Holdings of overseas alternative assets such as real estate, infrastructure, private equity and debt, and hedge funds by investors in Asia's fourth-largest economy rose to at least about W201 trillion (172.6 billion) this year, a record, according to data compiled by Samsung Securities and Korea Investors Service.

That compares with W158 trillion held by fund managers, pension funds, insurers and brokerages at the end of 2018 and W118 trillion in 2017.

Source: Bloomberg

South Korea formally gained full membership to an international council tasked with cross-border regulation of insurance markets, the nation's financial regulators said November 12.

The International Association of Insurance Supervisors announced the membership of the Financial Supervisory Service and the Financial Services Commission, two South Korean watchdogs, to the multilateral memorandum of understanding (MMOU), according to a statement released by the two regulators.

The MMOU is designed to expedite cross-border information-sharing over insurance markets, it said. A total of 71 financial regulators from 49 nations joined the international council, the statement said.

Source: Yonhap News Agency


The state-run Social Security System (SSS) announced it is planning to come up with a special programme that will effectively cover Filipinos working in the informal sector like fishermen, farmers and market vendors.

The latest International Labor Organization’s survey recorded 21.2 million Filipinos in informal employment from 2008 to 2017. That is 56% of the country’s labour force.

"A challenge for us now is to create a special pension fund programme for the informal sector workers like farmers and fisherfolks, among other groups, considering their income spread. These are the areas that SSS will look into," said SSS chief executive Aurora Cruz Ignacio. 

Source: Cosmopolitan


Singapore state investor Temasek Holdings will go carbon-neutral by next year and is looking to do the same with its portfolio “sooner than later”, chief executive Ho Ching said at an event on November 12. 

As an investment firm, Temasek does not produce goods and services and its carbon emissions are mostly from the consumption of electricity, water, paper and air miles – which it will report from this financial year, said Ho. She was speaking at the Global Compact Network Singapore Summit at the Suntec convention centre.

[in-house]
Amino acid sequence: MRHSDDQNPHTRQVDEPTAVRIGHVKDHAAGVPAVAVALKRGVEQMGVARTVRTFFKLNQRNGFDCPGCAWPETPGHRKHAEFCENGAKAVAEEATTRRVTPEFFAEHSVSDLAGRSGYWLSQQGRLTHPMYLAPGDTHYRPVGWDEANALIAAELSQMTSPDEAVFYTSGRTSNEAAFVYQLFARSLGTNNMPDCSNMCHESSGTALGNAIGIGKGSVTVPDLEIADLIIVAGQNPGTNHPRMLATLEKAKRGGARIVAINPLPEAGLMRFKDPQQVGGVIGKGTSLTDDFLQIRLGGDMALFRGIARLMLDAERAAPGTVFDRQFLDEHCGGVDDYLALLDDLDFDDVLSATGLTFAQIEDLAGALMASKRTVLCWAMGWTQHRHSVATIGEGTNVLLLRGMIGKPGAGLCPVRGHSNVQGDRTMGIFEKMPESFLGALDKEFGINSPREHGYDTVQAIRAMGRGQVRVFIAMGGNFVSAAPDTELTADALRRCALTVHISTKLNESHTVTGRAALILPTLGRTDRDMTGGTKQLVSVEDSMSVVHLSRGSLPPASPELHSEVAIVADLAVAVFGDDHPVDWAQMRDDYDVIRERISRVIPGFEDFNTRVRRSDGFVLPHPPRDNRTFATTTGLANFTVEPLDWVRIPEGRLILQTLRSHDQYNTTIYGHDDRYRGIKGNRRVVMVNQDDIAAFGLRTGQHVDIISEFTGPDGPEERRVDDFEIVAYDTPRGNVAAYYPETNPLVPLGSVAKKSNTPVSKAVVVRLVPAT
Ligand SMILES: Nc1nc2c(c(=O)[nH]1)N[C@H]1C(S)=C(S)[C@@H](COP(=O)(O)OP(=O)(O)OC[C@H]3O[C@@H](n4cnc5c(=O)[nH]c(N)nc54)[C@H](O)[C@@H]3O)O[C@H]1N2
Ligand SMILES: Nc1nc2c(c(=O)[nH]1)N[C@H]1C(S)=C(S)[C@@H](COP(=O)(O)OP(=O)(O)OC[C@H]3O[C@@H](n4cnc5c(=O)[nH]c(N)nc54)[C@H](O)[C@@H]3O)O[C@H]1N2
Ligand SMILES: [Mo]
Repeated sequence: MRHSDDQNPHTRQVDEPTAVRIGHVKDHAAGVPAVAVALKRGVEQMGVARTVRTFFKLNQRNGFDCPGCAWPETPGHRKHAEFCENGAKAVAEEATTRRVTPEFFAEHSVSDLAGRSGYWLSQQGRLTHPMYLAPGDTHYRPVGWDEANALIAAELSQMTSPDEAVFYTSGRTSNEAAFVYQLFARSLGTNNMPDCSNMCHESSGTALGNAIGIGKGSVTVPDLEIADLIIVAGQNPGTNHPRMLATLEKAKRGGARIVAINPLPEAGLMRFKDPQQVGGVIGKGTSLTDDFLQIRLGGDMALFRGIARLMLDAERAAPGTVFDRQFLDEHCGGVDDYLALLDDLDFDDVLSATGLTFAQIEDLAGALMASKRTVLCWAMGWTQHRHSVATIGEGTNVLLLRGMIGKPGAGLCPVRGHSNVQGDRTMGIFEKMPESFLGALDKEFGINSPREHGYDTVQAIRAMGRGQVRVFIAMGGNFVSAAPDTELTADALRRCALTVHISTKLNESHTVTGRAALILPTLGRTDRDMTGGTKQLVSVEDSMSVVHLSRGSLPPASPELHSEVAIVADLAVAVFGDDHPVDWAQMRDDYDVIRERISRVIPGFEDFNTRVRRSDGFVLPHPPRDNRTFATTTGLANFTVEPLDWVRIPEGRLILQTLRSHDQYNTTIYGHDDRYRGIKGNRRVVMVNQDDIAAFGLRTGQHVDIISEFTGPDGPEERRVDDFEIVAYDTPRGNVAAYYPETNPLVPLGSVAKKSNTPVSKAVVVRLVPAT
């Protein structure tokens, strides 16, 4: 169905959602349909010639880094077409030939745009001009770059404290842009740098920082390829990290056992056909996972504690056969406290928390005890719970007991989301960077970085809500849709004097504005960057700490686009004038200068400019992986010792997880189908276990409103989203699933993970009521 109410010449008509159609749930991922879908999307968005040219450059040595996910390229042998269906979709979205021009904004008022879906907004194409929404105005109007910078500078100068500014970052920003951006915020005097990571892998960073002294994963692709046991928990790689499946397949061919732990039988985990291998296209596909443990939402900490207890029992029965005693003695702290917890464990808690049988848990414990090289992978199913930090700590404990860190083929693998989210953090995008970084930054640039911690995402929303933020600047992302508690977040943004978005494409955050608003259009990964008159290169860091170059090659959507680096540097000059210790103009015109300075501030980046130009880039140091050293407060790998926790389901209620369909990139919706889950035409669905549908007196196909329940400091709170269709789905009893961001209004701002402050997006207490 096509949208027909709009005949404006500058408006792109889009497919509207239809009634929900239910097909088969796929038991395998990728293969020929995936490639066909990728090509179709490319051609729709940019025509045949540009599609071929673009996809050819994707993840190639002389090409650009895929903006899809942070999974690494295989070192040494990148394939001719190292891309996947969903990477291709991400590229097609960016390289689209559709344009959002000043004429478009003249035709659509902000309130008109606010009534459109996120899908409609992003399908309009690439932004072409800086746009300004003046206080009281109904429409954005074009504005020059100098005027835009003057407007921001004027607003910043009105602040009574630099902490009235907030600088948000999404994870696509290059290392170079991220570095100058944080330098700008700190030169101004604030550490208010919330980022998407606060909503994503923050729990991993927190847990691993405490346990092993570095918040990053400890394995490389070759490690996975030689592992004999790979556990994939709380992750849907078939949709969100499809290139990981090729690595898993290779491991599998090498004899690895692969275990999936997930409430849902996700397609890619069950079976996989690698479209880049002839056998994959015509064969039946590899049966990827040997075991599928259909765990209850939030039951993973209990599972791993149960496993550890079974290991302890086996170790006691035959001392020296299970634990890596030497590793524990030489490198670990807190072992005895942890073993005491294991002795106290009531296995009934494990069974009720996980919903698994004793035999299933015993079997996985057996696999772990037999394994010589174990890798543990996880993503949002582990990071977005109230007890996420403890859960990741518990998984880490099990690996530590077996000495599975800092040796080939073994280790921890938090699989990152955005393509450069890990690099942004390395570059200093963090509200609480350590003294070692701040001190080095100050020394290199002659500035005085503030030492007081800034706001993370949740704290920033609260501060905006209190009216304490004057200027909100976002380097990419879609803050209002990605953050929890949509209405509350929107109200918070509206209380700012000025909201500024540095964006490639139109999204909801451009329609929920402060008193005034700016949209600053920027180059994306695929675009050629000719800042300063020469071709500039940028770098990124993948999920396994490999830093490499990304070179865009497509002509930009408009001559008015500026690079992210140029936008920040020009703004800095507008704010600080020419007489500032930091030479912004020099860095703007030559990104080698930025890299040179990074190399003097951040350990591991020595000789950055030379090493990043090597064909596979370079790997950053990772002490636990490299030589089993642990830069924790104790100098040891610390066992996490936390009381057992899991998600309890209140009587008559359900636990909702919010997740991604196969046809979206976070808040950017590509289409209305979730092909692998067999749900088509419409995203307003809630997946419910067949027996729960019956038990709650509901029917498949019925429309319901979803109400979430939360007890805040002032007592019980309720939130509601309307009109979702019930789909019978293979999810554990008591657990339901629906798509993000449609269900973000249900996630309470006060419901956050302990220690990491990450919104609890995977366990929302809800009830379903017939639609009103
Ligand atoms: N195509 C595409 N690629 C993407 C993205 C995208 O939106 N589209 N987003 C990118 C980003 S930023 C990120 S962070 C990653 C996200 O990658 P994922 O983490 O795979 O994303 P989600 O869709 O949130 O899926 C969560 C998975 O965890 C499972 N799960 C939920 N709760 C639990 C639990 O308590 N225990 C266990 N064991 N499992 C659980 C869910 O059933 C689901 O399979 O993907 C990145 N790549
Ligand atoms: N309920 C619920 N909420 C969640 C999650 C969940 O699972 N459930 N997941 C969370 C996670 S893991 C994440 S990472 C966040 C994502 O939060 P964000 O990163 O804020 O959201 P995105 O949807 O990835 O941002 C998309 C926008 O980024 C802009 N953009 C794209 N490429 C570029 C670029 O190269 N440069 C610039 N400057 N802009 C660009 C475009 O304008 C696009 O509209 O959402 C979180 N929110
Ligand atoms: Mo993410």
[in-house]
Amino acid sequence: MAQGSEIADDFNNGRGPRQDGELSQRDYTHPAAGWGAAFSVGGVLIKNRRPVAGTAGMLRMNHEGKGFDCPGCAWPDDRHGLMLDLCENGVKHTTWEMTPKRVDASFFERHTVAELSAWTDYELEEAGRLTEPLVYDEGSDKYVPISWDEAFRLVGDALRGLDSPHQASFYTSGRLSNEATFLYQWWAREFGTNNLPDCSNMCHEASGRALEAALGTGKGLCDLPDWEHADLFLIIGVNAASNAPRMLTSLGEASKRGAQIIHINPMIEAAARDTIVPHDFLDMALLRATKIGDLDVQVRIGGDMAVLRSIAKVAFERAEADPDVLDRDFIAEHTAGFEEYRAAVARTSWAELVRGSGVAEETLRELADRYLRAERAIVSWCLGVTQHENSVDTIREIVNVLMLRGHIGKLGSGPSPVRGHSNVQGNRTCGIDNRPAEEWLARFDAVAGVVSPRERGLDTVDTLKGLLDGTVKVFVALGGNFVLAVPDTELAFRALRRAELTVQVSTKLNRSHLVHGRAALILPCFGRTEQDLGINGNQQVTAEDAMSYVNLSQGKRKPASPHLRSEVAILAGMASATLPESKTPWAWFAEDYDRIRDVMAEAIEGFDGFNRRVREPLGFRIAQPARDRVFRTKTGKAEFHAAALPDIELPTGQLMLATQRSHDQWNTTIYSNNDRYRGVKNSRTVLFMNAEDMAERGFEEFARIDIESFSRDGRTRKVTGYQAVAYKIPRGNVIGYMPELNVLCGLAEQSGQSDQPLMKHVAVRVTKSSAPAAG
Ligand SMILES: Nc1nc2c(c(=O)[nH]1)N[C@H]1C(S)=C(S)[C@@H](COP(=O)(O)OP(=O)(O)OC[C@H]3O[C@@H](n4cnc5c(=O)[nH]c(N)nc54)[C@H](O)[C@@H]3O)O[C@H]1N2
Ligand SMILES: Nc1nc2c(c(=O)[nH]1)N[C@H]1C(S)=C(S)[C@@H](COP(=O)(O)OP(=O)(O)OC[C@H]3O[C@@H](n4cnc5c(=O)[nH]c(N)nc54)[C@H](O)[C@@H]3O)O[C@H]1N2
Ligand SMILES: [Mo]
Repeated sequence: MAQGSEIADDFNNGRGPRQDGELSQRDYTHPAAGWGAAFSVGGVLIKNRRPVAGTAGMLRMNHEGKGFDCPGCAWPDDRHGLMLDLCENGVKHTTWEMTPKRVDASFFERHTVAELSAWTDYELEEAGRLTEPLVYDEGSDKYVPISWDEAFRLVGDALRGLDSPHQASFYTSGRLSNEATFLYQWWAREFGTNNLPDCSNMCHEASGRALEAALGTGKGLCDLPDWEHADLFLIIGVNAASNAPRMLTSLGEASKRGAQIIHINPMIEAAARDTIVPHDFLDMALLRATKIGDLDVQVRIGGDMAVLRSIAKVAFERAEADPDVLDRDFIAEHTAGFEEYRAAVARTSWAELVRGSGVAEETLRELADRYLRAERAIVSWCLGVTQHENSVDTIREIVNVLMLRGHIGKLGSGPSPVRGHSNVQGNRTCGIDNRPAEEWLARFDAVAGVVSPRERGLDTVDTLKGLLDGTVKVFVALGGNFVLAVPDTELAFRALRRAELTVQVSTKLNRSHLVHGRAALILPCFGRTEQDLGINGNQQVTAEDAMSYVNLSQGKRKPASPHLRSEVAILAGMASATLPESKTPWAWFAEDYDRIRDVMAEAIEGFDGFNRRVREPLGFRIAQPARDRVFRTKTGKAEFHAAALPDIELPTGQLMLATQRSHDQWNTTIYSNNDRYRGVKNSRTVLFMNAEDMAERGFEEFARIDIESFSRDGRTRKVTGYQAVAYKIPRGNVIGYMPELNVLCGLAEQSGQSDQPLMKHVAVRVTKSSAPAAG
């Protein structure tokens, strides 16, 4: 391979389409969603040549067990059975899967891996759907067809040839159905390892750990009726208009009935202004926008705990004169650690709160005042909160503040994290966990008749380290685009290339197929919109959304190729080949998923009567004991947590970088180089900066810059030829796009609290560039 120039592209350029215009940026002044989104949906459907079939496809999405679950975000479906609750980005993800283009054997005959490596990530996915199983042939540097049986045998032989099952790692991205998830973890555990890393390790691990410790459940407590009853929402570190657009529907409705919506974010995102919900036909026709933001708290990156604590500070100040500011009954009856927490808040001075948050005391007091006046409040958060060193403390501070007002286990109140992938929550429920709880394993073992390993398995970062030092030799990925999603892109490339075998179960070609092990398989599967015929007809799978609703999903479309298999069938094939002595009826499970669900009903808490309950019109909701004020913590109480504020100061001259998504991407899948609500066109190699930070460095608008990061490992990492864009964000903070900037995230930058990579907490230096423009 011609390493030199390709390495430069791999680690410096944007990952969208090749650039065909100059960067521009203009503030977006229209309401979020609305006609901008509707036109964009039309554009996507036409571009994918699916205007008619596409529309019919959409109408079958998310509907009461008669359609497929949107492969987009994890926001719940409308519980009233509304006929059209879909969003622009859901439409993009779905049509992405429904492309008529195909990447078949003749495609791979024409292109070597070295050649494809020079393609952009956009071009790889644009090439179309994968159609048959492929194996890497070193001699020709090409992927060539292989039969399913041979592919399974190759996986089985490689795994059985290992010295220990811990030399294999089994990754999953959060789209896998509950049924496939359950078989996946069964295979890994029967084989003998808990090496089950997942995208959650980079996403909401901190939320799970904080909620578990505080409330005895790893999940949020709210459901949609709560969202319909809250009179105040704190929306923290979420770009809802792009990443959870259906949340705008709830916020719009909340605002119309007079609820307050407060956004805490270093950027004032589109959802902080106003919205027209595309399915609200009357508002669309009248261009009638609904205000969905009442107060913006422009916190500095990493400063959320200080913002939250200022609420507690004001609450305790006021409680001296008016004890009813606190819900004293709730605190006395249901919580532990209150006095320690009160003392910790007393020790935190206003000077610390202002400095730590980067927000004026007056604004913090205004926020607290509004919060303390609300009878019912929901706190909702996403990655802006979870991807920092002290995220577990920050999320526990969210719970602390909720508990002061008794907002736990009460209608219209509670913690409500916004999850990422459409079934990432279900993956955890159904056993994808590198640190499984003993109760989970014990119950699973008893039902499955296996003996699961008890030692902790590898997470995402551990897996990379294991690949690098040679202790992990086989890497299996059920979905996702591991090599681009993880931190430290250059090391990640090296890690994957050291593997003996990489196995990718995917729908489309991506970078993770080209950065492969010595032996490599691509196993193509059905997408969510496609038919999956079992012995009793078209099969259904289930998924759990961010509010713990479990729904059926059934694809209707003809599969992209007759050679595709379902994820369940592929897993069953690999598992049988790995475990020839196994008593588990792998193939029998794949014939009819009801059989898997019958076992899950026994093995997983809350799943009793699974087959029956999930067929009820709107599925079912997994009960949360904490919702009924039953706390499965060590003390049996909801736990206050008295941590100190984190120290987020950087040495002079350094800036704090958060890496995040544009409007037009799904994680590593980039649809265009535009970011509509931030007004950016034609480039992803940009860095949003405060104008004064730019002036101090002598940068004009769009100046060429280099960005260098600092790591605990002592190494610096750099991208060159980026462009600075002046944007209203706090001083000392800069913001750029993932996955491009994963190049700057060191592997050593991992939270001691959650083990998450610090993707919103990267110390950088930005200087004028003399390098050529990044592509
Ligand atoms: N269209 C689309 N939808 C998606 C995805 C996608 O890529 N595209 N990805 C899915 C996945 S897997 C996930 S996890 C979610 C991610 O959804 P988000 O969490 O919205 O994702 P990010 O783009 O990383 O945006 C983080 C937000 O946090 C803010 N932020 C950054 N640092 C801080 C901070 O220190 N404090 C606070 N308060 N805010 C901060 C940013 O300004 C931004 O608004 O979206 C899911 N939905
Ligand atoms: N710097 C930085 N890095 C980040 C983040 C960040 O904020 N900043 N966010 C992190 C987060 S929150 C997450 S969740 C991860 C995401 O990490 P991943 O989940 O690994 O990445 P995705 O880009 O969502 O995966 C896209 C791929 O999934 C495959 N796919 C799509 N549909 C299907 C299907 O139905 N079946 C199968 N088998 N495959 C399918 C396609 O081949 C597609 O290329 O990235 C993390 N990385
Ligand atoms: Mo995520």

Temasek has committed to halving the greenhouse gas emissions of its portfolio by 2030, and Ho said it would also “study how we can shape a carbon-neutral portfolio sooner than later”.

Source: Eco-Business

Sovereign wealth fund GIC partnered private equity major BlackRock to acquire Kellas Midstream, a UK gas pipeline and terminal owner, from PE firm Antin Infrastructure Partners. Financial details of the acquisition were not disclosed. GIC said the deal is expected to close in early 2020.

Kellas Midstream owns and operates key gas infrastructure in the UK and Southern North Sea. BlackRock will invest with GIC through its Global Energy & Power Infrastructure Funds III.

Source: DealStreetAsia

GIC also ventured back into the European real estate market, teaming up with Caleus Capital Investors to acquire a landmark hotel in Berlin in an off-market transaction.

The joint venture between the Singapore sovereign fund and the Berlin-based investment firm bought the five-star Hotel de Rome from a fund managed by Commerz Real, according to a joint announcement by Caleus and the property investment arm of Commerzbank.

While financial details of the transaction have not been disclosed, the 145-key hotel is listed by Commerz Real’s Hausinvest fund as being valued at €125.9 million ($139 million). The acquisition comes just over three weeks after GIC paid a reported €530 million for the 40-storey PB6 tower in Paris, and is the latest in a series of overseas property investments by Singaporean investors.

Source: Mingtiandi


British insurer Aviva will keep its operations in China and Singapore, it said on November 18, two days ahead of an expected strategy update and following speculation about a sale of the Singapore business. 

Aviva had begun a review of its Asia business earlier this year under new CEO Maurice Tulloch. But the company said it was looking at strategic options for its operations in Vietnam, Indonesia and Hong Kong, where recent protests have threatened the territory's position as one of Asia's major financial centres.

The insurer recently saw its chief investment officer, Jaijit Kumar, leave to join Invesco as Asia-Pacific head of insurance solutions.

Source: Channel News Asia; AsianInvestor

The chief executive of Canada's second biggest public pension fund will depart in February next year after overseeing it for 11 years. During that time it opened its first offices in Asia Pacific and heavily ramped up its investment into the region and globally.

Michael Sabia

Michael Sabia will leave Caisse de dépôt et placement du Québec (CDPQ) to become head of the Munk School of Global Affairs and Public Policy at the University of Toronto.

CDPQ has returned 9.9% annually over 10 years, nearly tripling its assets to C$326.7 billion ($248 billion) from C$120.1 billion. As of December 31, 2009, 64% of CDPQ’s assets were invested in Canada. As at December 31, 2018, this proportion was reversed, with 64% of CDPQ’s assets invested in global markets.

Source: CDPQ

Canada's CDPQ is to invest an additional $75 million in Azure Power, which will increase its equity interest in the Indian solar power developer from 41.4% to 49.4%. The deal is expected to complete in December 2019.

In the spring of 2019, CDPQ said it had raised the target for its carbon-neutral assets under management to C$32 billion by 2020. It also aims to reduce its carbon footprint by 25% per dollar invested by 2025.

Source: CDPQ